The publication Stars and Stripes is reporting that a 20-year-old Afghan man seeking asylum in Germany has been charged in the 2014 death of Pfc. Christian “Jake” Chandler of Trenton. Stars and Stripes is an independent news source providing information to members of the military and defense community.

Chandler, 20 at the time of his death, was a 2012 graduate of Whitewright High School. He was assigned to Fort Drum, N.Y.-based 2nd Battalion, 87th Infantry Regiment, 3rd Brigade Combat Team, 10th Mountain Division. He died on April 28, 2014, when enemy forces attacked his unit with small-arms fire, the Stars and Stripes said citing a Pentagon statement.

The story said the alleged killer was only identified as Abdol Moghada S., and was also charged with the attempted murder of two more American soldiers who were wounded in the same ambush in early 2014.

The German federal prosecutor’s office charges that S. joined the Taliban, “a “foreign terrorist group,” in 2013 in the Baraki Barak district of eastern Logar province.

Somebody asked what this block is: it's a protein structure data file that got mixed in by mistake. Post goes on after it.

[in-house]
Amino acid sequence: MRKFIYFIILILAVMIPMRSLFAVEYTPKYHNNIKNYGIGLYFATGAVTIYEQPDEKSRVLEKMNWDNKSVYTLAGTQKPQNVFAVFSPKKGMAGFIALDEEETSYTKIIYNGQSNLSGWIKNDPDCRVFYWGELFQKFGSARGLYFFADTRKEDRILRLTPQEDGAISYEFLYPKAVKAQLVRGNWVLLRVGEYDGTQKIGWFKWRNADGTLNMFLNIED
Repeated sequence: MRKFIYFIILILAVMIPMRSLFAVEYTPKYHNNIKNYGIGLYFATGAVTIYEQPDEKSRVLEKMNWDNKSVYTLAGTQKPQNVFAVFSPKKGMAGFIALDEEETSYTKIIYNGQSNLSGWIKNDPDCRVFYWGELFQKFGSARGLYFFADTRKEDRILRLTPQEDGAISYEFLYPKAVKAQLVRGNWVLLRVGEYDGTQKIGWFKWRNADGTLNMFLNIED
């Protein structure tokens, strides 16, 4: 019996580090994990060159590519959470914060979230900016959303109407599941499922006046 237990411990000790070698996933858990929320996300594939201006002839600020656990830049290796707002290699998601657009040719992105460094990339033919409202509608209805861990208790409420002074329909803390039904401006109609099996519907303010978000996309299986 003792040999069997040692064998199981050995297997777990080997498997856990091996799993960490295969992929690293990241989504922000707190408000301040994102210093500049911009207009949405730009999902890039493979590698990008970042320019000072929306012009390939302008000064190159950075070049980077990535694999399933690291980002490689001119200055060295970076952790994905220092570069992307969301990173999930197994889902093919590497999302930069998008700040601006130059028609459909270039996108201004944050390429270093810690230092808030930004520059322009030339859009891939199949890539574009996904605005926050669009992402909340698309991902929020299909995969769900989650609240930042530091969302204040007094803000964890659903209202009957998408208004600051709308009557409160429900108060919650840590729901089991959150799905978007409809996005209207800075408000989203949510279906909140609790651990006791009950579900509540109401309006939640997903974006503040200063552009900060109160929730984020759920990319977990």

“At the time, he was issued with a Kalashnikov automatic rifle, a Russian Tokarev pistol and several hand grenades,” the article said. S. allegedly used these weapons in attacks on foreign military convoys in 2013 and 2014. S. was arrested in February and is being held in detention awaiting trial. It was not clear whether he could be tried under German law as an adult. The incidents occurred while he was still a juvenile.

Chandler joined the Army in October 0f 2012, completing his basic training at Fort Benning, Georgia.

During his brief time in the service, Chandler was awarded the Afghanistan Campaign Medal, the National Defense Service Medal, the Global War on Terrorism Service Medal, the Army Service Ribbon, the NATO Medal and the Combat Infantryman Badge.

Chandler’s mother, Rhonda Beazley, declined to comment Thursday on the case.

At a ceremony in September dedicating a monument in Whitewright to the city's fallen soldiers, Beazley accepted her son’s flag and said the attention and applause she and her family received would likely have overwhelmed her son.

“He was very easily embarrassed, so the attention probably would have turned him red,” Beazley said. “But he would’ve been really proud, very grateful that they would take this time to honor him and those that went before him.”